Kobina Ackon, popularly known as Wode Maya, is Ghana’s first YouTuber to hit over a million subscribers. His channel creating positive African content has won him followers and a fortune.
AT JUST 23 YEARS OLD, AMERICAN YOUTUBE megastar Jimmy Donaldson, better known as MrBeast, has reportedly amassed over 10 billion views on his YouTube channel, and taken home a staggering $54 million in 2021 by posting hilarious and philanthropic content.
In 2019, CNBC reported that a survey done by Danish toy-maker Lego found that about a third of children aged between eight and 12 dream of becoming vloggers or YouTubers; the survey polled kids in the United States, China and the United Kingdom.
But that trend has now slowly also made its way into Africa. And young content creators on the continent are glued to their monitors and screens to catch up on all the social media action and monetize it, just like their global counterparts.
Kobina Ackon, popularly known by the moniker Wode Maya, is one such African sensation – he is Ghana’s first YouTuber to hit over a million subscribers.
But Ackon never aspired to be a digital star. He had wanted to become an aeronautical engineer.
He and his family had humble beginnings in the Western Region of Ghana, where they lived five siblings to one room and used rice bags as school bags. Ackon was taught from an early age the value of humility.
After completing his secondary school education in Ghana, Ackon relocated to China to further his studies as an aeronautical engineer.
But contrary to what most people believe, success on YouTube did not come overnight for him. In fact, it was a slow and steady rise filled with trial and error tracking analytics that would guide him to the right blend of content to identify a niche that would give him six-figure success.
That said, the genesis of his YouTube channel was quite an by accident.
“I never wanted to be a YouTuber. During vacation, I couldn’t travel because I didn’t have money to go back to Ghana and so we spent our time in our dorms. So, a friend came to me and said ‘let’s go out and shoot a video’. I was the main character in that video.
“Afterwards, they gave me the video and I realized I didn’t have a pen drive or anywhere to save this video so I decided to save it on the internet and that is when I saved it on YouTube,” recalls Ackon.
That video became a sensation amongst his friends and based on the positive feedback, Ackon decided to do another video detailing how he met his Chinese girlfriend. He got a 1,000 followers but unfortunately his subsequent efforts didn’t fare too well.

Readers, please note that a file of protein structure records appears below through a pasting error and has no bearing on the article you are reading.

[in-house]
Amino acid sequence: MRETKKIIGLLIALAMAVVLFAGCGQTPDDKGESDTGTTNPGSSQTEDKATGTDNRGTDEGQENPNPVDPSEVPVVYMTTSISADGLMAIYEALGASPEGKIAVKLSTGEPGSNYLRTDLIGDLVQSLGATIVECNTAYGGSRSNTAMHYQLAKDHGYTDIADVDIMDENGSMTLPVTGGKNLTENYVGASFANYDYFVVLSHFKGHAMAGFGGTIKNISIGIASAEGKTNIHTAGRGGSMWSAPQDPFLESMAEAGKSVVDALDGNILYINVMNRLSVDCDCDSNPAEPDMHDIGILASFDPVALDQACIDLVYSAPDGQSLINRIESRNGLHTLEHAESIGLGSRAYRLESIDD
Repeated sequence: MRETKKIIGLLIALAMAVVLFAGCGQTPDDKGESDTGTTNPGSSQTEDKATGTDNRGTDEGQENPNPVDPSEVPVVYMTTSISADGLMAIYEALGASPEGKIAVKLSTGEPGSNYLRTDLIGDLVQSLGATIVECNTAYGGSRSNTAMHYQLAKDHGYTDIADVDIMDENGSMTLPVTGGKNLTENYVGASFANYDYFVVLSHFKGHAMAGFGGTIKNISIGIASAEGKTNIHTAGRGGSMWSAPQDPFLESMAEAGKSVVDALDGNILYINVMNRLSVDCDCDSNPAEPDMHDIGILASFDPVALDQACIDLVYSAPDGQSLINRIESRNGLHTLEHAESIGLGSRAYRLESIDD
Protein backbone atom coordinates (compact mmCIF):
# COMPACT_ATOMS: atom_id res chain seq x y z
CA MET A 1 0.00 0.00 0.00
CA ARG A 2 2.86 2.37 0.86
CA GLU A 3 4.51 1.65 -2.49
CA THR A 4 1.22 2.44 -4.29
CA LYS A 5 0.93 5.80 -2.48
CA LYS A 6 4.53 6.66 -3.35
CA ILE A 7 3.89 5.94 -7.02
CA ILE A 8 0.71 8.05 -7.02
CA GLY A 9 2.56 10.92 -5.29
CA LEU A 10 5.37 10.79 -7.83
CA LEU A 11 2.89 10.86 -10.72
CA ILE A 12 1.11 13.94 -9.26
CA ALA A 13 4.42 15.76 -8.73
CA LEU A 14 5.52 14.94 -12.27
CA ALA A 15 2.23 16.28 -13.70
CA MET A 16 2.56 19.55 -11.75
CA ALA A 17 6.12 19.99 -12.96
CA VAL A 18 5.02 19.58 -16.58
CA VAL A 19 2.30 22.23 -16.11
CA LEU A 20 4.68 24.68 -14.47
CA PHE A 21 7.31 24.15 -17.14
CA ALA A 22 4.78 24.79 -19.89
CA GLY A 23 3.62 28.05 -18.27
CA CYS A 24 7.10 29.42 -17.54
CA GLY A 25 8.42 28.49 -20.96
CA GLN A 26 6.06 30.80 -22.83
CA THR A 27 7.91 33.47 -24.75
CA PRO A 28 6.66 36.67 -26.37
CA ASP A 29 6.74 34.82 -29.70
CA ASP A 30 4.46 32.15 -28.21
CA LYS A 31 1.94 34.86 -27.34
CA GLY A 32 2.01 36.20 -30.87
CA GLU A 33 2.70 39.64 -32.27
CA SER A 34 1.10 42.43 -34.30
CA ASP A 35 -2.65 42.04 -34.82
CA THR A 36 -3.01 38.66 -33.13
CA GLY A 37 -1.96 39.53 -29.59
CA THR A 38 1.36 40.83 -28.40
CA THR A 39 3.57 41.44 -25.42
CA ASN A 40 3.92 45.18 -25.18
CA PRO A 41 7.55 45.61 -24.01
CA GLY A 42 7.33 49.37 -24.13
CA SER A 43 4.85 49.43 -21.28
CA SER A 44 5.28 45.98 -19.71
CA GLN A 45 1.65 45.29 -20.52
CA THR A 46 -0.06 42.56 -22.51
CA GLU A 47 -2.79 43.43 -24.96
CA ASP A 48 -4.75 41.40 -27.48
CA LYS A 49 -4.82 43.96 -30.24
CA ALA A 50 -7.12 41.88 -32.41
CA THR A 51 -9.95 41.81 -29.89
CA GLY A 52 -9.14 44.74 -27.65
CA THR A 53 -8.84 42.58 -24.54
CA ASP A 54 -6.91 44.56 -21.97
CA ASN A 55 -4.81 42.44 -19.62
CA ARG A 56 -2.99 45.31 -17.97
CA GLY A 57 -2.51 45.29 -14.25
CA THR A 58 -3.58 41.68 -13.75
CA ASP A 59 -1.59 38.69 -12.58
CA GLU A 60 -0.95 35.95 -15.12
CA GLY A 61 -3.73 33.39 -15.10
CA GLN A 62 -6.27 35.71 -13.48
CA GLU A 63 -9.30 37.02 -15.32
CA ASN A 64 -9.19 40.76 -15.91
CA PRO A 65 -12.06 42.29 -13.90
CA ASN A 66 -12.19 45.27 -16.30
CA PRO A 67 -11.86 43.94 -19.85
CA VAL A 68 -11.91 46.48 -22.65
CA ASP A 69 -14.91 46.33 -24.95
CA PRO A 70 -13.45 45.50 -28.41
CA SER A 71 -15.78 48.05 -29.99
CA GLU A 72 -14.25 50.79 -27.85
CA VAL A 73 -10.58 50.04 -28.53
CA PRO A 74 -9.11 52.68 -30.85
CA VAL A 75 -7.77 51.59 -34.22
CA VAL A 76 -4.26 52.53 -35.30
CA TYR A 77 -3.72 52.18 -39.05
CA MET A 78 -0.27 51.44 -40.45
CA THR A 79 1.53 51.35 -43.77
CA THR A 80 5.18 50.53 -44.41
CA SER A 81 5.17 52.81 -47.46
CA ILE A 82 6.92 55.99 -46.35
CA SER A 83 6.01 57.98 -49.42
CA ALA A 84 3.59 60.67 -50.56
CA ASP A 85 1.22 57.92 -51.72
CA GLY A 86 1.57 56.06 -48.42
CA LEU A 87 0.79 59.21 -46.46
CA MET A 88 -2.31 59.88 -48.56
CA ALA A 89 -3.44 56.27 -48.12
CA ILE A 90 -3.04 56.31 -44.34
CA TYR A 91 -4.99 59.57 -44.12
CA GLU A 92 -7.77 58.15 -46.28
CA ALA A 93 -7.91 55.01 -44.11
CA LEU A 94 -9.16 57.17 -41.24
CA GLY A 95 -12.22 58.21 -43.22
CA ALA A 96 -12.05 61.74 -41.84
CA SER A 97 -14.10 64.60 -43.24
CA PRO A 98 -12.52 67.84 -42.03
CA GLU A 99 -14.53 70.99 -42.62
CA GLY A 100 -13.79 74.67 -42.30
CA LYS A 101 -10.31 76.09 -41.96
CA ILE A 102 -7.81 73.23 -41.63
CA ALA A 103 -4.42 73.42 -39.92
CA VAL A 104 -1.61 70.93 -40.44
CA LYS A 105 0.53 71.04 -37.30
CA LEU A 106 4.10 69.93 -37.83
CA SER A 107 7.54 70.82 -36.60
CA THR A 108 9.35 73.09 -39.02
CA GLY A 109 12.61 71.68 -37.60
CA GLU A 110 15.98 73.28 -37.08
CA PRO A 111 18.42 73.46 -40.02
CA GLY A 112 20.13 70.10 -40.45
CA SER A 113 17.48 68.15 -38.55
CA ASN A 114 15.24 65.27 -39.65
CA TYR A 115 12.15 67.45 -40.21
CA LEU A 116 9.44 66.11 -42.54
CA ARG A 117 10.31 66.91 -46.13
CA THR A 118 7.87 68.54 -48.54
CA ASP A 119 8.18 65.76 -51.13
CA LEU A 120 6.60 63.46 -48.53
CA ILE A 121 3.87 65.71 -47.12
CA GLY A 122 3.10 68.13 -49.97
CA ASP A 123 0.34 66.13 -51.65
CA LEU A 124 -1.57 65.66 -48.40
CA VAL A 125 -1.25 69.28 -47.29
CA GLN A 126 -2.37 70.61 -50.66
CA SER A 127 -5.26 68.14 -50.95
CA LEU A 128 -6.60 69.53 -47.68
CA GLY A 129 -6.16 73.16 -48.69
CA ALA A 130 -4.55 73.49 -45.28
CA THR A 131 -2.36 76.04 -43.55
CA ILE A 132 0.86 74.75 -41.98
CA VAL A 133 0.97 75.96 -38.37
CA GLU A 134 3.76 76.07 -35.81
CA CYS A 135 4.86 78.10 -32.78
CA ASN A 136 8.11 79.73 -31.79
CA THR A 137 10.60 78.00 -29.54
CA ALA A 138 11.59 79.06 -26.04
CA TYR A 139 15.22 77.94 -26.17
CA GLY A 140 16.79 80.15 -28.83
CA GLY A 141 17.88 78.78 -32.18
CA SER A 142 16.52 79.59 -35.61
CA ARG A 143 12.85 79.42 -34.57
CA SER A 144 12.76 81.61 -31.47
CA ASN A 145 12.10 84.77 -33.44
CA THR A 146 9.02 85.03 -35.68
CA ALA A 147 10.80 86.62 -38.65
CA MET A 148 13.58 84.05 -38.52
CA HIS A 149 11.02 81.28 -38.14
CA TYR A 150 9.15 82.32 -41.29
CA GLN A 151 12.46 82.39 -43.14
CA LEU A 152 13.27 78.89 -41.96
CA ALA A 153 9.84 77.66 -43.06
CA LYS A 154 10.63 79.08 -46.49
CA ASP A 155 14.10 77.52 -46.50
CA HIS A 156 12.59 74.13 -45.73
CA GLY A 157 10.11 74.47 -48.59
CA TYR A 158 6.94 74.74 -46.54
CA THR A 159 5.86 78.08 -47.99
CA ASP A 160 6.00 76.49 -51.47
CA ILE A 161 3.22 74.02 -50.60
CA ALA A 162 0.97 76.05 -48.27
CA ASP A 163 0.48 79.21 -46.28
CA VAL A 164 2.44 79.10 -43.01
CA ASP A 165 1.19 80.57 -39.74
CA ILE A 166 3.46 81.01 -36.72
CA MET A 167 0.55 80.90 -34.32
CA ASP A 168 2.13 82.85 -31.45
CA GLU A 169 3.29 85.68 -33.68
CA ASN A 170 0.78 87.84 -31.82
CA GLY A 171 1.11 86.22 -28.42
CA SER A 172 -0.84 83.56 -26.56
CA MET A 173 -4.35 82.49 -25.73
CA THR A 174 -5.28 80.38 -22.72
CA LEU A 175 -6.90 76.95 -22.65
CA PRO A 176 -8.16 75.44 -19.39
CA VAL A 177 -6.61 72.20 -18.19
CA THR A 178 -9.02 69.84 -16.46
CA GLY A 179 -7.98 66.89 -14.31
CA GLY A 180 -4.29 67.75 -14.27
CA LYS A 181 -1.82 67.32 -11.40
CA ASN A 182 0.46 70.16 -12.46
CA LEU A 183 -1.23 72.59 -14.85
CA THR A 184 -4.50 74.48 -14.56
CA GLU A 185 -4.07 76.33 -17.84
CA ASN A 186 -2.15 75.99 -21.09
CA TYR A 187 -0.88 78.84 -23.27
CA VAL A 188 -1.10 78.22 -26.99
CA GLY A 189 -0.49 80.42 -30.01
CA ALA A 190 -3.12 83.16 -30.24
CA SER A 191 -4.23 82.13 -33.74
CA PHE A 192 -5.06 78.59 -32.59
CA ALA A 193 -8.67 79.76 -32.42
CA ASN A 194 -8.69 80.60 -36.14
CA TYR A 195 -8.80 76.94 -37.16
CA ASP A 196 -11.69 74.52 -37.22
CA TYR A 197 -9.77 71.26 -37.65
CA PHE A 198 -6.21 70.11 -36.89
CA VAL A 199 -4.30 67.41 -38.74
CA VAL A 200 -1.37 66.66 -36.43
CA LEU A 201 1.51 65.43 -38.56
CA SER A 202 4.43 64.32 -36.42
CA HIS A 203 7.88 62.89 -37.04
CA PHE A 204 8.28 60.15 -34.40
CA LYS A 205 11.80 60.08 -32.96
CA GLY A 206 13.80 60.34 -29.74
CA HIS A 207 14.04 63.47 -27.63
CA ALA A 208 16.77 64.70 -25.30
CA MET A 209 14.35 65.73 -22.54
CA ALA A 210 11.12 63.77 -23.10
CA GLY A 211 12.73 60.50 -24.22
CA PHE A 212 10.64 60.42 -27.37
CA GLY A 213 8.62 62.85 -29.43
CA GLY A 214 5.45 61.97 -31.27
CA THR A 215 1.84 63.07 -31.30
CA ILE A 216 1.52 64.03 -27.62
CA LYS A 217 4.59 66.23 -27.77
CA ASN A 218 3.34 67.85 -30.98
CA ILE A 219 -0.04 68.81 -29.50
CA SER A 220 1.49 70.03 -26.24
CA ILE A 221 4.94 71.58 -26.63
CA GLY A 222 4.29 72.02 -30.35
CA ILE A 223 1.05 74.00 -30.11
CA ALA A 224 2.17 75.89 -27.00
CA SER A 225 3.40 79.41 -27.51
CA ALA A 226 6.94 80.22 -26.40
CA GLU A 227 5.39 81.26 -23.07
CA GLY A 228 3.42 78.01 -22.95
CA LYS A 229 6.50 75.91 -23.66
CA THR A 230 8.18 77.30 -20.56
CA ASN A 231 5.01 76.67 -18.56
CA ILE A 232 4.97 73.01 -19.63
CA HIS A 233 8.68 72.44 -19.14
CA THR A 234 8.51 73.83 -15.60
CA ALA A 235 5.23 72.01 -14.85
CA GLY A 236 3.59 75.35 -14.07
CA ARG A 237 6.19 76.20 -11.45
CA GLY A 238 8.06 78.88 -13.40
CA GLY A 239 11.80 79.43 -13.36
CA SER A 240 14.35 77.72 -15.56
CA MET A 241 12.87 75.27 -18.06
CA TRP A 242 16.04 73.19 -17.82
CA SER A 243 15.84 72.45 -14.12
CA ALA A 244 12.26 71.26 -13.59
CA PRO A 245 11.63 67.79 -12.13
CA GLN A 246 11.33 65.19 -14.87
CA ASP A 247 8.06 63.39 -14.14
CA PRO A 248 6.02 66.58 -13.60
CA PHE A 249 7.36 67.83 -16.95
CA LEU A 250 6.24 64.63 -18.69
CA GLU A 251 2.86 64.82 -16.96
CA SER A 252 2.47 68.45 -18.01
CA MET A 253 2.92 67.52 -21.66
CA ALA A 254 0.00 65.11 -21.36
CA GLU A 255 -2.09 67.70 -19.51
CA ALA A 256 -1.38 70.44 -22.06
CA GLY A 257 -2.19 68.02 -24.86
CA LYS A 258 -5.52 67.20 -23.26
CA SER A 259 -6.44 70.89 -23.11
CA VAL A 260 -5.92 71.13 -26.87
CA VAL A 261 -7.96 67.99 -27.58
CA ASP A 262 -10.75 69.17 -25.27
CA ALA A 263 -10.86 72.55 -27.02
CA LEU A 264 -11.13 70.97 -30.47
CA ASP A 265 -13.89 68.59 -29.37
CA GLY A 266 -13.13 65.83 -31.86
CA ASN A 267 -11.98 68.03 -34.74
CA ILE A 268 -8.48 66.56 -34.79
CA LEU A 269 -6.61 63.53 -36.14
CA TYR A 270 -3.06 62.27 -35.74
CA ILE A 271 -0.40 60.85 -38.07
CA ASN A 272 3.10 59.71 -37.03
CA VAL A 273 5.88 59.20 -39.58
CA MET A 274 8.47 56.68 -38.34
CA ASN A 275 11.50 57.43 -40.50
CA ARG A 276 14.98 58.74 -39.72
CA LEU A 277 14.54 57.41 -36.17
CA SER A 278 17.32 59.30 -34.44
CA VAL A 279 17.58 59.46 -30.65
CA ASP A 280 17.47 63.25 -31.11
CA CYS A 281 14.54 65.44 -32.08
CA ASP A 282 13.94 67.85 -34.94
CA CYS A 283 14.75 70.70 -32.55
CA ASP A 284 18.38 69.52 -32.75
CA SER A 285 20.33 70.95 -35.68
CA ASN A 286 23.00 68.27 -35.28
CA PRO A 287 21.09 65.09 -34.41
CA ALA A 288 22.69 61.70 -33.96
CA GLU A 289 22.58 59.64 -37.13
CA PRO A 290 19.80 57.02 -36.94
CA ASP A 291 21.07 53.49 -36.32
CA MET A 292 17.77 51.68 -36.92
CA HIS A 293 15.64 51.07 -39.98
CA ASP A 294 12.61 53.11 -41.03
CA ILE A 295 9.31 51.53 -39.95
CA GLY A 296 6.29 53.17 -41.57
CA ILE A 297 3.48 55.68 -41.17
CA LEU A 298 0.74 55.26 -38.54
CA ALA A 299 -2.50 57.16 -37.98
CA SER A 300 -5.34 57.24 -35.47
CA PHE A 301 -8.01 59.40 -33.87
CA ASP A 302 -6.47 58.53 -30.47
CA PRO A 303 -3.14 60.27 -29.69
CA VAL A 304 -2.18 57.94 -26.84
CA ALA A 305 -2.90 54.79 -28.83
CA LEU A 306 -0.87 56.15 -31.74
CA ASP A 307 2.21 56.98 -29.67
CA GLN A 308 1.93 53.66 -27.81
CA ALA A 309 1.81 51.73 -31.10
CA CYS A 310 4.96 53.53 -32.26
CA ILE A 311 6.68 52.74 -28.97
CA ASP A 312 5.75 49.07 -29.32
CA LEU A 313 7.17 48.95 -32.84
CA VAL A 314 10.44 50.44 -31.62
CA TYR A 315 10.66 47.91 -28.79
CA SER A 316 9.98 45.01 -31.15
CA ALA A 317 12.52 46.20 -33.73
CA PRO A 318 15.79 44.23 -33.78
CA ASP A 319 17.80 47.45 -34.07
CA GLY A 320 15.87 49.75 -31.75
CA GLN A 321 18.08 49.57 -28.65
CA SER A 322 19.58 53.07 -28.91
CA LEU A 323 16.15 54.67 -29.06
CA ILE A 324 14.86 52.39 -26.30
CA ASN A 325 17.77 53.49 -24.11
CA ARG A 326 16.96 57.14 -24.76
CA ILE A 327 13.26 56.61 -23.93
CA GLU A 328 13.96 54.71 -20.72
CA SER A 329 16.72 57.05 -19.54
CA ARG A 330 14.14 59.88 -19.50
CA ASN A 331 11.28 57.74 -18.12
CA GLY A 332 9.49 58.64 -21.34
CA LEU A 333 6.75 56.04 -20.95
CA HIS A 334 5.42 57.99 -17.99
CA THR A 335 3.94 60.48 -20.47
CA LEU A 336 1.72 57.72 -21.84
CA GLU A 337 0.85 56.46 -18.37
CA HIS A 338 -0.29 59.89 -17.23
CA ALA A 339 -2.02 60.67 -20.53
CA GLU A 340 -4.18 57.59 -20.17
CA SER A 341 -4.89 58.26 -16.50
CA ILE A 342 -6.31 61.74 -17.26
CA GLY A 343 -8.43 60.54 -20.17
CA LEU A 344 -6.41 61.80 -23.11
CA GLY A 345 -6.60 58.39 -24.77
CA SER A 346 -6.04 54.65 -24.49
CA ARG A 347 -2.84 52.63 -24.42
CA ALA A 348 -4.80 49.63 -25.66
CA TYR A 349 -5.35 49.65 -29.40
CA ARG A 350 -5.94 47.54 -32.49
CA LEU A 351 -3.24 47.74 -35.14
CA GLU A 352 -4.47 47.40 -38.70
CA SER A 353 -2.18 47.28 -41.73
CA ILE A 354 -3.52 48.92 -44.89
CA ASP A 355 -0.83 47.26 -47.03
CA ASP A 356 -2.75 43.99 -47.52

“I did more comedic videos and people said you are not funny and they stopped watching them. But I had a passion for it so I kept doing it and started doing more research on the platform. That is when I started consuming a lot of content on YouTube and realized I can actually be a millionaire on YouTube.”
But his Eureka moment would come after convincing his father to let him try content creation rather than engineering.
“So, I kept on pushing for two years and trying to make it work until my dad found one of my videos and got extremely mad at me and that is when my mum came in and said I can do whatever I want and she will take care of my dad. Two weeks later, my dad gave me his blessing and told me one thing that changed the game for me. He said you speak Chinese, so why don’t you use the Chinese language to bridge the gap between Africans and Chinese people and that was my breakthrough,” avers Ackon.
He took his father’s advice and his channel grew to 8,000 subscribers. Ackon had found his niche and things began to slowly take off. He began making videos to help the Chinese better understand Africa and Africans and before long, he had peaked at about 100,000 subscribers.
But even then, something wasn’t adding up for Ackon.
“I felt like the videos I was doing was attracting Africans to China but China was not my country and I am trying to change the narrative of Africans living in China but it was still not working. So, I said to myself ‘let me come to Africa and preach about Africa to Chinese people’.”
That’s when he discovered that even Africans didn’t know much about other countries on the continent. In 2018, he made the decision to start profiling the continent of Africa to not only the Chinese but to Africans both at home and in the diaspora. He received a loan from a Chinese friend who booked him on a pan-African tour of five countries.
“When I did that, within a month, I had 50,000 people following my channel. And it had taken me four years to get to 100,000 people. It showed me that a lot of people were yearning for African content,” says Ackon.
Today, with over 1.1 million subscribers, Ackonsays he is raking in anywhere from $20,000 to $50,000 a month from his YouTube channel. Most of his revenue comes from YouTube advertisements as well as from charging up to $10,000 a pop to profile Africa’s brightest entrepreneurs.Along the way, he has also picked up some invaluable pearls of wisdom from them.
“The youth of Africa don’t really have mentors and during Covid is when I had the chance to spend time with African entrepreneurs and they changed my life in the way of investment and I actually started investing in 2021. I had money but it was sitting in a bank and I didn’t know what to do with it because our parents taught us that if you have money, keep it in the bank, get married buy a house and buy a car and that is what I was doing. Until I met entrepreneurs and that is when I decided to invest in land, buy real estate and hired a team of about 10 people who work for me to expand the brand,” says Ackon.
His next milestone is to interview Africa’s richest man, Aliko Dangote, on how he built his wealth. He also wants his channel to only push out positive African narratives to the world.For now, he certainly has the world’s attention.